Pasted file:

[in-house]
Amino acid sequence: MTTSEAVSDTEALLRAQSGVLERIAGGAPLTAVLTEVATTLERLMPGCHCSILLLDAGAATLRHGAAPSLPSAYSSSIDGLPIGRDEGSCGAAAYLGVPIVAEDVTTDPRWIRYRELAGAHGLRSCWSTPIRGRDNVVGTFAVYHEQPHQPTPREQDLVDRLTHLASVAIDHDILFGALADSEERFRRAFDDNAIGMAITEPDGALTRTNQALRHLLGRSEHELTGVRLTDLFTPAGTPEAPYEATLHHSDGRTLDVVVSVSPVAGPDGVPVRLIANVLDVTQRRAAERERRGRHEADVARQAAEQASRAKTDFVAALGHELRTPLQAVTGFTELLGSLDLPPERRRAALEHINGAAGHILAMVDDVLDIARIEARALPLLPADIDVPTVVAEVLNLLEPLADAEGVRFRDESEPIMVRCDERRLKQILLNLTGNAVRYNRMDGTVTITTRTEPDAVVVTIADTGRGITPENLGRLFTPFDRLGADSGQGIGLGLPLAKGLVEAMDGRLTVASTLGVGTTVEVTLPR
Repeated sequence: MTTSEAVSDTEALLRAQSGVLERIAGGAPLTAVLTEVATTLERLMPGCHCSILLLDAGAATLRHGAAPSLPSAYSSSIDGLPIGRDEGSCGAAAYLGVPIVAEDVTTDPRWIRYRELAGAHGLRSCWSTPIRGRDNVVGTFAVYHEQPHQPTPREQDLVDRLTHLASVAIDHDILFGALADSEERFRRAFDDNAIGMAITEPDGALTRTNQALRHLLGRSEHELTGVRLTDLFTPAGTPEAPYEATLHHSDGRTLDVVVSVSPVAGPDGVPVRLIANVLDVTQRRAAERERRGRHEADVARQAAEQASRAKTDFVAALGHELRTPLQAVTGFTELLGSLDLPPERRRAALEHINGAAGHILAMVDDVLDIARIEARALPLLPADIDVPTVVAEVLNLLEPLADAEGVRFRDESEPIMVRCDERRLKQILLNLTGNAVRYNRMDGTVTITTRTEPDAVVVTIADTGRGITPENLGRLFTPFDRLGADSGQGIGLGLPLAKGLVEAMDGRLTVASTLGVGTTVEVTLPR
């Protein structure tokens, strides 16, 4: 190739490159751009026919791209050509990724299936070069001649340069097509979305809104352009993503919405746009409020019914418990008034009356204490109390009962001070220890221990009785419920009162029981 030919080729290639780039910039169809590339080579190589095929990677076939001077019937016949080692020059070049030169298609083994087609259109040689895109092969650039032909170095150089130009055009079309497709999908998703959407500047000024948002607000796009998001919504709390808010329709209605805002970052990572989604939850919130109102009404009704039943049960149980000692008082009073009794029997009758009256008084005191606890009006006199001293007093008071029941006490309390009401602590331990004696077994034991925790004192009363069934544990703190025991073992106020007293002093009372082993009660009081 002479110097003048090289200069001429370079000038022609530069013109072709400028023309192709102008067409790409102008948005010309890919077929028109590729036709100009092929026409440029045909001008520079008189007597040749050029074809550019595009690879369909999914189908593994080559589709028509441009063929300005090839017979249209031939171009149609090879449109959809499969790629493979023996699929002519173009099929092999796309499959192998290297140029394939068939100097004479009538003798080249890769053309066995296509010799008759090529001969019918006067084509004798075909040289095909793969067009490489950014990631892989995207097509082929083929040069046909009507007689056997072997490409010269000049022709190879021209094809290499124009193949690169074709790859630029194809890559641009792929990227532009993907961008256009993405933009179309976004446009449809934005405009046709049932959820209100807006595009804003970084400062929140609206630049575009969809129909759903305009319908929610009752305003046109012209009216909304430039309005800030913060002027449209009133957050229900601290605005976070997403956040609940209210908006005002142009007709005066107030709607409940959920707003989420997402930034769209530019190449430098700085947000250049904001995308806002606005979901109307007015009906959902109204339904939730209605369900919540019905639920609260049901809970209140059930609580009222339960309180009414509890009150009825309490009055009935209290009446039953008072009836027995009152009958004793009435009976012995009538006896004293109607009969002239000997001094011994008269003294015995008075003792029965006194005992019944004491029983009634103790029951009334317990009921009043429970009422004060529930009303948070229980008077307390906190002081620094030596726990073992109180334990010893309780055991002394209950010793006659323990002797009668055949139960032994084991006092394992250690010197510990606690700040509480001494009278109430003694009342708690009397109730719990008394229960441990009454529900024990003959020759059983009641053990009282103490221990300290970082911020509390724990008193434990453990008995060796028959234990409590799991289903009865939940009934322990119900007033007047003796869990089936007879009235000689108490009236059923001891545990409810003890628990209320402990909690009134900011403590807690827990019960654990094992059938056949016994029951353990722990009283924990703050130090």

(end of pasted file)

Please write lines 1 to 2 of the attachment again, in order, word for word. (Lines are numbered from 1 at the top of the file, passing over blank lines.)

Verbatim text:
[in-house]
Amino acid sequence: MTTSEAVSDTEALLRAQSGVLERIAGGAPLTAVLTEVATTLERLMPGCHCSILLLDAGAATLRHGAAPSLPSAYSSSIDGLPIGRDEGSCGAAAYLGVPIVAEDVTTDPRWIRYRELAGAHGLRSCWSTPIRGRDNVVGTFAVYHEQPHQPTPREQDLVDRLTHLASVAIDHDILFGALADSEERFRRAFDDNAIGMAITEPDGALTRTNQALRHLLGRSEHELTGVRLTDLFTPAGTPEAPYEATLHHSDGRTLDVVVSVSPVAGPDGVPVRLIANVLDVTQRRAAERERRGRHEADVARQAAEQASRAKTDFVAALGHELRTPLQAVTGFTELLGSLDLPPERRRAALEHINGAAGHILAMVDDVLDIARIEARALPLLPADIDVPTVVAEVLNLLEPLADAEGVRFRDESEPIMVRCDERRLKQILLNLTGNAVRYNRMDGTVTITTRTEPDAVVVTIADTGRGITPENLGRLFTPFDRLGADSGQGIGLGLPLAKGLVEAMDGRLTVASTLGVGTTVEVTLPR